Theory 2—They didn’t trust their God. When a message is divinely inspired, and they seemed to feel this performance was, you have to trust that God will take it into the soil prepared to hear it. To bludgeon your point home by labeling or preaching it is like planting seeds with a hammer. Sometimes you may hit soil prepared for the seed, other times you will crush your seed against rocks (and injure or discourage yourself in the process).
There was (and may still be for all I know) a trend in Christian “book” stores to sell framed art prints of paintings. All well and good, except that each frame had a plaque on it extolling some scripture or quote that supposedly made the art more acceptable to hang in a Christian home. This ballet performance took place in a church so I suppose the preaching made it more acceptable for Christians to view it (or perhaps some other Christians, obviously not me). Did the preaching sanctify it for Christian viewing. I suppose it’s the same as the companies who edit R-rated films to make them more presentable to Christian audiences.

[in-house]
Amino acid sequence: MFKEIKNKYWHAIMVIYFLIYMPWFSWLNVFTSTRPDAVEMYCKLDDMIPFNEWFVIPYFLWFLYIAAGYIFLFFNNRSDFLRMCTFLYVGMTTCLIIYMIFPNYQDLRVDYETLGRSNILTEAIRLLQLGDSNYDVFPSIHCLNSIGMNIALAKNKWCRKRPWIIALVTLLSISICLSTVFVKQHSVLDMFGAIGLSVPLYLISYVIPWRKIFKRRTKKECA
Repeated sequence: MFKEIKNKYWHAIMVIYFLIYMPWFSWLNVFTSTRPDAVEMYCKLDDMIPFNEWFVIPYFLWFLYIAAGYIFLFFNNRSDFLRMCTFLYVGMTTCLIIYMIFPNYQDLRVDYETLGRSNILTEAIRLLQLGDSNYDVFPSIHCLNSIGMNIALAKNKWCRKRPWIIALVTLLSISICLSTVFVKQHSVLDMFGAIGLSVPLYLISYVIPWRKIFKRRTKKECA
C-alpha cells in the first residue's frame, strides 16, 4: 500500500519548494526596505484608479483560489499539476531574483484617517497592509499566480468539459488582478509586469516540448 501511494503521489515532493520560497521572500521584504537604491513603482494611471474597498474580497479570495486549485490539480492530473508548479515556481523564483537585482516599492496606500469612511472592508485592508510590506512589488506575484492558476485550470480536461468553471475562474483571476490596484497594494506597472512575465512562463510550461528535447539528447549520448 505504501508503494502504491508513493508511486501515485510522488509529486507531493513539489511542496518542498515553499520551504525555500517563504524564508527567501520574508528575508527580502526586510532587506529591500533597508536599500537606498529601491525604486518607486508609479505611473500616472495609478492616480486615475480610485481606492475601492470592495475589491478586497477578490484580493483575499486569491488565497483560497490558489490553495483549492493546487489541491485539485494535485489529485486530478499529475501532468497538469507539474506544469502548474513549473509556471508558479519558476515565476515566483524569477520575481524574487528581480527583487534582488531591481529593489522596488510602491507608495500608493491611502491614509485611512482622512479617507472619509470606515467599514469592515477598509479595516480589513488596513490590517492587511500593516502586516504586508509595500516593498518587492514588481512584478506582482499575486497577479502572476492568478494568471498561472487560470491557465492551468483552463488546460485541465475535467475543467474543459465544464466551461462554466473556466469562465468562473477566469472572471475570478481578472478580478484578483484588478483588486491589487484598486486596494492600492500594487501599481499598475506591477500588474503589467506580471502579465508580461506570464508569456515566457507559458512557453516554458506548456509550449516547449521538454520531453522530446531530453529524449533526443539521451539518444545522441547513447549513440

But that's a whole other rant.
It was [Jesus] who gave some to be apostles, some to be prophets, some to be evangelists, and some to be pastors and teachers. . . . (Eph. 4:11-12). If there was only one way to get the message across God wouldn’t have provided a variety of methods to do so.
Preach the gospel at all times, if necessary, use words. (misappropriated to St. Frances of Assisi)
A sunset or symphony will always trump a sermon in communicating truth and beauty.
I started in mosaics in June 2001 and by 2005 installed my first LARGE public art piece at a school. That led to 2 more jobs with the same contractor in 2007 and 2009. 2 years ago I had to make repairs to part of the 2005 installation and this month I was asked how much it would cost to make repairs to part of the 2007 installation.
After extensive research I found that the one of the tile colors I would need to replace was no longer being manufactured and so I structured my bid to replace the whole piece with new tile that would coordinate with a tandem piece nearby. (There were 2 mosaic sections in this particular project and only one is damaged.)
A few days later I received word that the school would be removed and the space filled in with cement, so they would not need my services on this project. I'm not sure if that will mean the removal of the tandem piece as well, but it's not my call, nor my problem.
The deciding factor in their decision is funding. I guess this is the more economical path for the school to take.